Buses to all provinces in Laos depart from the Talat Sao bus terminal, just east of the Morning Market. There is an informative schedule and schematic diagram of the bus piers painted on the central building, which is where you can also buy in tickets.

The Southern Bus Terminal, used by all buses going south (including VIP), is quite far from town leaving you at the mercy of the taxi bullies. Note that if you buy a ticket in town you should be able to get a free ride to the terminal.

Get around

Getting around Vientiane is generally easy, as the traffic is far less murderous than in larger Southeast Asian cities like Bangkok or Ho Chi Minh City. Street signage is, however, rather lacking so a good map comes in handy. Maps are available at bookshops and some minimarts. Many storefronts feature full mailing addresses in Roman letters, and these are often the best way to determine the street one is walking. People navigate using landmarks, so name the nearest embassy or hotel to where you want to go.

Vientiane's sewage system consists of drainage gullies on the roadside, usually obscured by concrete slabs. These concrete slabs are sometimes damaged and very precariously balanced; people rapidly learn to take care before stepping on anything that looks like a slab!

By taxi

Vientiane has a small fleet of genuine taxis retired from Bangkok, usually found lurking at the Friendship Bridge, the airport or in front of large hotels. Fares are set by bargaining, so figure on around US$0.50 per km or US$20-40 to hire one for the day, depending on car type and distance.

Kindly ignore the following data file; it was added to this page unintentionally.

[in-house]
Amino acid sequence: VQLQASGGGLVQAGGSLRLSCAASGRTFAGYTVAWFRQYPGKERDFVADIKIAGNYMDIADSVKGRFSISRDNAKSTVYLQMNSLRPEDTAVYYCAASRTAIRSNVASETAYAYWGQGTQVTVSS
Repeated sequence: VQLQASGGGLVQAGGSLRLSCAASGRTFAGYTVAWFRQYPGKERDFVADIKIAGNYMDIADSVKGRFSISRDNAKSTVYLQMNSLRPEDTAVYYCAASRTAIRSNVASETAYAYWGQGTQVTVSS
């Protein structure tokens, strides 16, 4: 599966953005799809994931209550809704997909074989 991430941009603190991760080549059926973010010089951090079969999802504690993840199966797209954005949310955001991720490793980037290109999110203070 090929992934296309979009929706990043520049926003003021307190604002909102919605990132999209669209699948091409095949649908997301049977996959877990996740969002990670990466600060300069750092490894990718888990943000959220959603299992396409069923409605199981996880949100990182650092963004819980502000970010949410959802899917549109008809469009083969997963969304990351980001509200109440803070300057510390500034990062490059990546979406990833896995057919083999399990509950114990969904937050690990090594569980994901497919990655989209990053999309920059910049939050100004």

By tuk-tuk or jumbo

Tuk-tuks and their bigger cousins jumbos are ubiquitous in Vientiane. To charter a tuk-tuk/jumbo, agree on the fare in advance; short hops within the city shouldn't cost more than 5000K, although as a tourist you may have difficulty bargaining to less than US$1 (10000K). Share jumbos running on set routes, eg. Th Lan Xang to Pha That Luang, charge a fixed 1000K.

By bus

Minibuses connect the center to the suburban districts, but are not particularly useful for tourists, with the possible exception of the bus to the Friendship Bridge. The main terminal is on the east side of Talat Sao.

By bike

Bicycles are perhaps the best way to get around the city. Most guesthouses and hotels can arrange bike rental for around US$2 per day. Although the city's flat terrain makes for good biking, one-way streets can be difficult to identify.

Despite the poor standard of local driving, cycling is fairly safe in the city because the traffic is quite slow (maybe because of the condition of the roads). But take extra care when the roads are wet, because many are unsurfaced (even in the city center), and they can be muddy and slippery - innocent-looking puddles sometimes conceal deep potholes.

On foot

The city center can be quite comfortably covered on foot, at least in the cool season. Pha That Luang, however, is 4 km away from the center and thus a bit of a hike. Out of the city center there are few footpaths so walking can be uncomfortable.